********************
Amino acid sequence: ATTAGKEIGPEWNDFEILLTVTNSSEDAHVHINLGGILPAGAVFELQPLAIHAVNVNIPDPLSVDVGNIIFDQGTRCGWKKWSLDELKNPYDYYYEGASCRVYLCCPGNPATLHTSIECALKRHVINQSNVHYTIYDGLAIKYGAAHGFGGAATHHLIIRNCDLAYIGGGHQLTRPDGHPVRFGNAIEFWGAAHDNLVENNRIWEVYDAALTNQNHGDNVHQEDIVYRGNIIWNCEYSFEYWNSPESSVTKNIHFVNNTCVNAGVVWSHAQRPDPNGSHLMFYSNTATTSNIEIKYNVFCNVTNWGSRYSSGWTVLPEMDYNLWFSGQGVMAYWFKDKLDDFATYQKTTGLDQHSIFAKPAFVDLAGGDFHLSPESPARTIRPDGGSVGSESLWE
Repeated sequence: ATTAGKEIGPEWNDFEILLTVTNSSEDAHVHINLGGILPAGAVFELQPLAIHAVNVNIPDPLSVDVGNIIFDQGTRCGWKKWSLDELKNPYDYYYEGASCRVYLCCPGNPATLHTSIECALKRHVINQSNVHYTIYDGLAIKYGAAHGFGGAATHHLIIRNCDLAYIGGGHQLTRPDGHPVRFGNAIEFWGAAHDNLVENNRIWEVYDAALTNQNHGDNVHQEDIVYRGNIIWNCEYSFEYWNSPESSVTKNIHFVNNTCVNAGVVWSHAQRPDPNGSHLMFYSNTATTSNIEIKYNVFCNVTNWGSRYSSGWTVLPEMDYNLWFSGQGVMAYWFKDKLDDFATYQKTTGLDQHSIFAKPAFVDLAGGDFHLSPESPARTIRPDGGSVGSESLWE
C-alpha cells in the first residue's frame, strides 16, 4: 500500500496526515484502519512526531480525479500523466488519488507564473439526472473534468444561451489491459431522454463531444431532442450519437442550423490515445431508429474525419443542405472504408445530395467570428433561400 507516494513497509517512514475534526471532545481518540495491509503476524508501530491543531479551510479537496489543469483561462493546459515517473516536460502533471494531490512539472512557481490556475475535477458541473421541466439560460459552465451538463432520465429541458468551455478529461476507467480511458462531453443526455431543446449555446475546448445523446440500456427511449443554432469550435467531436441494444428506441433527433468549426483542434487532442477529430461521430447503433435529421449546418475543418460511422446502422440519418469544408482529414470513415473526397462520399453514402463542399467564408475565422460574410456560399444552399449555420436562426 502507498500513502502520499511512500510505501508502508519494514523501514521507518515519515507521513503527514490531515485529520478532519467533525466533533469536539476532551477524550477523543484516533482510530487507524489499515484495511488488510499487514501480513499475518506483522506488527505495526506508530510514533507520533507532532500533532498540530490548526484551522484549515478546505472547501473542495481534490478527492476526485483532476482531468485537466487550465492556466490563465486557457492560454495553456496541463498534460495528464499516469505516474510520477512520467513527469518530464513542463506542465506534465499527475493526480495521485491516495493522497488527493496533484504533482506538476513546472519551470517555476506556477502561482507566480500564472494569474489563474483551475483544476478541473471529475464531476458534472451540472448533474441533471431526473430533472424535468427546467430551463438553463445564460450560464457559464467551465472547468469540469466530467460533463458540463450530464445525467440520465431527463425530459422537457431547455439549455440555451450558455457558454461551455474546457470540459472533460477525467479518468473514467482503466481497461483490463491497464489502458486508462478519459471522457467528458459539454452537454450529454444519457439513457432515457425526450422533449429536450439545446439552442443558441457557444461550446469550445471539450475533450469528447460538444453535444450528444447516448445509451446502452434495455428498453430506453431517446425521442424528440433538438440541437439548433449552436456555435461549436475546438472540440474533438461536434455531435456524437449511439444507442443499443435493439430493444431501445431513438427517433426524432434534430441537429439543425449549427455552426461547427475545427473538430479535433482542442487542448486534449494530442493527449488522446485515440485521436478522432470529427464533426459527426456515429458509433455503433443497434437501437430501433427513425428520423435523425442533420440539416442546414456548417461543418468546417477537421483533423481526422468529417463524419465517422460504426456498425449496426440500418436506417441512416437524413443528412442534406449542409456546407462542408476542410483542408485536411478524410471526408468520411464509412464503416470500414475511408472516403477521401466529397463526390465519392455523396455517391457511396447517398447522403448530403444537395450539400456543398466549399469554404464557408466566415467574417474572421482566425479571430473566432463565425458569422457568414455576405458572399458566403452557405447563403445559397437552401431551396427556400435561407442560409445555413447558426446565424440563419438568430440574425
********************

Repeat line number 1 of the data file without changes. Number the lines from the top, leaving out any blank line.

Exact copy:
Amino acid sequence: ATTAGKEIGPEWNDFEILLTVTNSSEDAHVHINLGGILPAGAVFELQPLAIHAVNVNIPDPLSVDVGNIIFDQGTRCGWKKWSLDELKNPYDYYYEGASCRVYLCCPGNPATLHTSIECALKRHVINQSNVHYTIYDGLAIKYGAAHGFGGAATHHLIIRNCDLAYIGGGHQLTRPDGHPVRFGNAIEFWGAAHDNLVENNRIWEVYDAALTNQNHGDNVHQEDIVYRGNIIWNCEYSFEYWNSPESSVTKNIHFVNNTCVNAGVVWSHAQRPDPNGSHLMFYSNTATTSNIEIKYNVFCNVTNWGSRYSSGWTVLPEMDYNLWFSGQGVMAYWFKDKLDDFATYQKTTGLDQHSIFAKPAFVDLAGGDFHLSPESPARTIRPDGGSVGSESLWE